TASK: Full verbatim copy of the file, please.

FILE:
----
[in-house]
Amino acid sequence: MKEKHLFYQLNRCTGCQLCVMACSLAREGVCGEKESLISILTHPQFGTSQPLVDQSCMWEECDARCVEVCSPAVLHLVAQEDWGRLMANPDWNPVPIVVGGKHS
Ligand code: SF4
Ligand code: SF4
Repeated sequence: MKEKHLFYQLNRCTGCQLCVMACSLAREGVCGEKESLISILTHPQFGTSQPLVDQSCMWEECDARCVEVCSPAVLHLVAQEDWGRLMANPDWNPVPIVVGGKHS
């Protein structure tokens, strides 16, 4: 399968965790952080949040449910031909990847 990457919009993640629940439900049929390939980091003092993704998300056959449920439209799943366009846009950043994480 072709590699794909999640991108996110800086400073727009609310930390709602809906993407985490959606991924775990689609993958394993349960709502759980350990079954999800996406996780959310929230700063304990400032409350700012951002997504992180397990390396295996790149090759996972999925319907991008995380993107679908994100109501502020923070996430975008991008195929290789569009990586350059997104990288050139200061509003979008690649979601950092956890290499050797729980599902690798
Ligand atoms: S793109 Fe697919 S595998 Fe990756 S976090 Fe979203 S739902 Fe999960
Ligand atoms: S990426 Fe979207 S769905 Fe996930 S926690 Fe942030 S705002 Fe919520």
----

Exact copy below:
[in-house]
Amino acid sequence: MKEKHLFYQLNRCTGCQLCVMACSLAREGVCGEKESLISILTHPQFGTSQPLVDQSCMWEECDARCVEVCSPAVLHLVAQEDWGRLMANPDWNPVPIVVGGKHS
Ligand code: SF4
Ligand code: SF4
Repeated sequence: MKEKHLFYQLNRCTGCQLCVMACSLAREGVCGEKESLISILTHPQFGTSQPLVDQSCMWEECDARCVEVCSPAVLHLVAQEDWGRLMANPDWNPVPIVVGGKHS
């Protein structure tokens, strides 16, 4: 399968965790952080949040449910031909990847 990457919009993640629940439900049929390939980091003092993704998300056959449920439209799943366009846009950043994480 072709590699794909999640991108996110800086400073727009609310930390709602809906993407985490959606991924775990689609993958394993349960709502759980350990079954999800996406996780959310929230700063304990400032409350700012951002997504992180397990390396295996790149090759996972999925319907991008995380993107679908994100109501502020923070996430975008991008195929290789569009990586350059997104990288050139200061509003979008690649979601950092956890290499050797729980599902690798
Ligand atoms: S793109 Fe697919 S595998 Fe990756 S976090 Fe979203 S739902 Fe999960
Ligand atoms: S990426 Fe979207 S769905 Fe996930 S926690 Fe942030 S705002 Fe919520």